Impact: A “viral” video or audio recording by an employee—often presented out of context for maximum effect—can damage an employer’s business. As a result, employers might reasonably seek to institute similar anti-recording policies. Following the Second Circuit’s ruling, however, employers must be cautious and ensure that their policies are narrowly drawn so that they do not cover situations in which employees are “acting in concert” in the exercise of their Section 7 rights.

The NLRB’s opinion suggested that a more expansive policy might be permissible where there is an “overriding employer interest.” Hospitals or financial institutions, for example, might be permitted to implement more expansive anti-recording policies in order to preserve the confidentiality of medical or financial information. Even in such cases, however, employers should ensure that their policies are tailored to those overriding interests.

New York State’s Family Leave Law: Key Differences from the FMLA

Though large employers are already likely to be familiar with the requirements of the federal Family Medical Leave Act (FMLA), New York State’s new family leave legislation, the Paid Family Leave policy (PFL), has important differences of which employers should be aware, particularly because complying with the FMLA will not in all cases ensure compliance with the PFL. New York employees can begin using their new PFL benefits on January 1, 2018, and employers began payroll deductions to fund those new benefits on July 1, 2017. It is therefore important that employers quickly become familiar with New York’s legislation to master the new requirements that it will impose. Key differences between the PFL and the FMLA include:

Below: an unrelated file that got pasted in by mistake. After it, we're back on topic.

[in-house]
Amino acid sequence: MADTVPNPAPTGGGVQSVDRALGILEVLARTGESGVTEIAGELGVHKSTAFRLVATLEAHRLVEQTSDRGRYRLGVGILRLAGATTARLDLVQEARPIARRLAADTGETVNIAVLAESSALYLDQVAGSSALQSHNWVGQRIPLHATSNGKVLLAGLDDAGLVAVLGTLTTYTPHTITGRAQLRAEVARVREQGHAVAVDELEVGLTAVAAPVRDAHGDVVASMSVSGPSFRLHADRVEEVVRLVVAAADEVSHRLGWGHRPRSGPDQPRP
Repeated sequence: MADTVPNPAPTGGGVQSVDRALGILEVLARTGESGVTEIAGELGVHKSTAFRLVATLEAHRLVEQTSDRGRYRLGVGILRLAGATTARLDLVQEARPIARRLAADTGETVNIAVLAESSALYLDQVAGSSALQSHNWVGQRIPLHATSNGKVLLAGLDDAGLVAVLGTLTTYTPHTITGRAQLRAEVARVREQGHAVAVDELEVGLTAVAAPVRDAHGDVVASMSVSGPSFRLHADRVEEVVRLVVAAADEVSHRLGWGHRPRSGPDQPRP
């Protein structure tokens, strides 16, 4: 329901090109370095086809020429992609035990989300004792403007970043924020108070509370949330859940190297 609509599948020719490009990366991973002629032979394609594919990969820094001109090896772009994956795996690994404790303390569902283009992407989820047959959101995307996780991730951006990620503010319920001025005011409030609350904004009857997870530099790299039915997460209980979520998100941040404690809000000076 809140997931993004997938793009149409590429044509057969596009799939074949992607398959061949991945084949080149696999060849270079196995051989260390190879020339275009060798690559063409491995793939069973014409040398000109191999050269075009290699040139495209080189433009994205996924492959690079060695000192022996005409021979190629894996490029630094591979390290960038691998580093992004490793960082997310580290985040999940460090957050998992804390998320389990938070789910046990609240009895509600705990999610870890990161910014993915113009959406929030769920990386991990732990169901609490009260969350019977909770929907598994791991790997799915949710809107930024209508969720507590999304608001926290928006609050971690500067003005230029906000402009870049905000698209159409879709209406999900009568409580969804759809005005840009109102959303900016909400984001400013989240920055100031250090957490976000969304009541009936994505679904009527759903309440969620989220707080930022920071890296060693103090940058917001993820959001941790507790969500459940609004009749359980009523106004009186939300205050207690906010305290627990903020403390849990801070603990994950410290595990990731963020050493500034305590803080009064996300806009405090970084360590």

• Coverage: The PFL applies to all businesses that are not sole proprietorships, whereas the FMLA only applies to employers with 50 or more employees within a certain geographic scope.